Communication imbalances can cause limitations in communication style

    Flexibility is the name of the game and a high score in both diplomacy and frankness will give us such flexibility. So let’s take a look at the imbalances and the consequences of each.


    What this can look like: The manager who disappears down the corridor at the first hint of a confrontation or spends the day hiding behind a closed office door. Often prefers to communicate by email rather than in person or even on the phone.

    A leader who avoids communication may be unable to communicate with a team effectively on a day to day basis, manage conflicts or to provide clear strategic direction, often leaving the team feeling ‘rudderless’. The team may feel this manager is too busy, or doesn’t care about their input.


    What this can look like: The manager who never gets to the point because they’re worried about hurting someone’s feelings or allows bad behaviour from team members to go unchecked for risk of upsetting them. Avoids being the bearer of bad news and passes the buck onto others: “Head Office said we need to work extra hours to make this deadline”.

    A leader who is evasive tends to be tactful without being sufficiently direct. This can leave the team feeling they are not being given the whole story, or even not being told the truth which isn’t necessarily the case.  There may be gaps in the communication which could be filled with inappropriate actions.


    What this can look like: The manager who steps on others without even realising it. Often prides themself on being ‘honest’, thinks there is nothing wrong with their own style, and does not know when they hurt others’ feelings. Has a tendency to say the wrong thing at wrong time.

    A leader who is blunt may tend to be frank or direct and often use the phrase ‘telling it as it is’ without sufficient tact, often making themself appear rude. Those around may hold back from sharing ideas for fear of being shot down.

    Any and all of the above can lead to problems with performance, disengagement and a poor culture.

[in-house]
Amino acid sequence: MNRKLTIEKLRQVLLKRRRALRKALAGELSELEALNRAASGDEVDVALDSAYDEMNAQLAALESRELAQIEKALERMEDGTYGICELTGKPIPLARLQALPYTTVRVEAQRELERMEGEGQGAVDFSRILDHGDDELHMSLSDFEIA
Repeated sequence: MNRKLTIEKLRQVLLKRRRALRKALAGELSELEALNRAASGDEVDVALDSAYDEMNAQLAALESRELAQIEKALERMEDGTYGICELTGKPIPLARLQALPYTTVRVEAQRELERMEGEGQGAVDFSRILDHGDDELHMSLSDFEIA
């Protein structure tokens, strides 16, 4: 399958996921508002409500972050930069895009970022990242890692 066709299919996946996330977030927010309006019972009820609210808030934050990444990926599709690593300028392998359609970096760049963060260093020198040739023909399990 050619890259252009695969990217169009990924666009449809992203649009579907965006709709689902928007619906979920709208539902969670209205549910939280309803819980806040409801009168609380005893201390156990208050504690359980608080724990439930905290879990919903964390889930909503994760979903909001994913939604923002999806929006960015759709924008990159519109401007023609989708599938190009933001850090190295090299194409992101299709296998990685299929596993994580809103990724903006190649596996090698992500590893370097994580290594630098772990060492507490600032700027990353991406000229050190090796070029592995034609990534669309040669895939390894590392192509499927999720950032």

Of course, there will be instances where these extremes are useful – frankness is probably preferable if the building is on fire.  Equally two people with the same frank trait will demonstrate excellent rapport – I have seen whole organizational cultures built on one style of communication as people who feel uncomfortable leave the organization. The question here is ‘what is the organization missing in terms of creativity and ideas?’

    Likewise there will be situations where extreme diplomacy and tact are required –negotiation of any sort or delivering unpleasant news for example.

    Balance brings versatility

    Effective communication encourages innovation, helps with the early identification of problems, creates individual and team engagement with business goals and objectives and creates a culture of openness and trust in the team and the wider organisation. Operating within the fourth pattern encourages and allows for greater versatility for the needs of the situation.


    What this can look like: The manager who maintains a good balance of being to the point while being sensitive to the way in which they communicate with their audience.

    A leader who displays forthright diplomacy tends to be both forthright and diplomatic at the same time, communicating clearly and respectfully with the team to create an open and engaged team culture.

    As previously stated, flexibility is the name of the game – being able to switch styles according to the person on the receiving end and the requirements of the situation.  The first step in developing such versatility is awareness – The Harrison Assessment Paradox report will give you this and the opportunity to practice exercises to develop potentially deficient traits.


    5 tips to help improve communication

    • Keep communicating! Information, thoughts, feedback, ideas should be communicated frequently – ‘nature abhors a vacuum’… don’t leave a gap which can be filled with inaccurate information from other sources. Keep communication open and transparent, remove any barriers and take the time to talk and listen to people.
    • Keep it simple and direct – Make sure communications are clear without hiding behind extraneous information. Take into account how your message will be received by others. Use that diplomacy… Direct does not mean blunt!
    • Listen and encourage contributions – Encourage ideas and solutions from others. Do 80% of the listening and 20% of the talking. Showing interest and respecting colleagues will help make the emotional connection that’s so important for effective leadership.
    • Show empathy and create trust – Walk in the other person’s shoes, see things from other perspectives to avoid being judgmental and biased. Employees want to feel heard and valued.
    • Walk the talk – Integrity is key and judgement is invariably based upon behaviour. Credibility and engagement will emanate from consistent communication and behaviour.


    Paradoxical Leadership Technology

    You can find out more about balancing Paradoxical traits, like FRANK and DIPLOMATIChere,  or you can get in touch at pat@quadrant1.com or on 07768 922244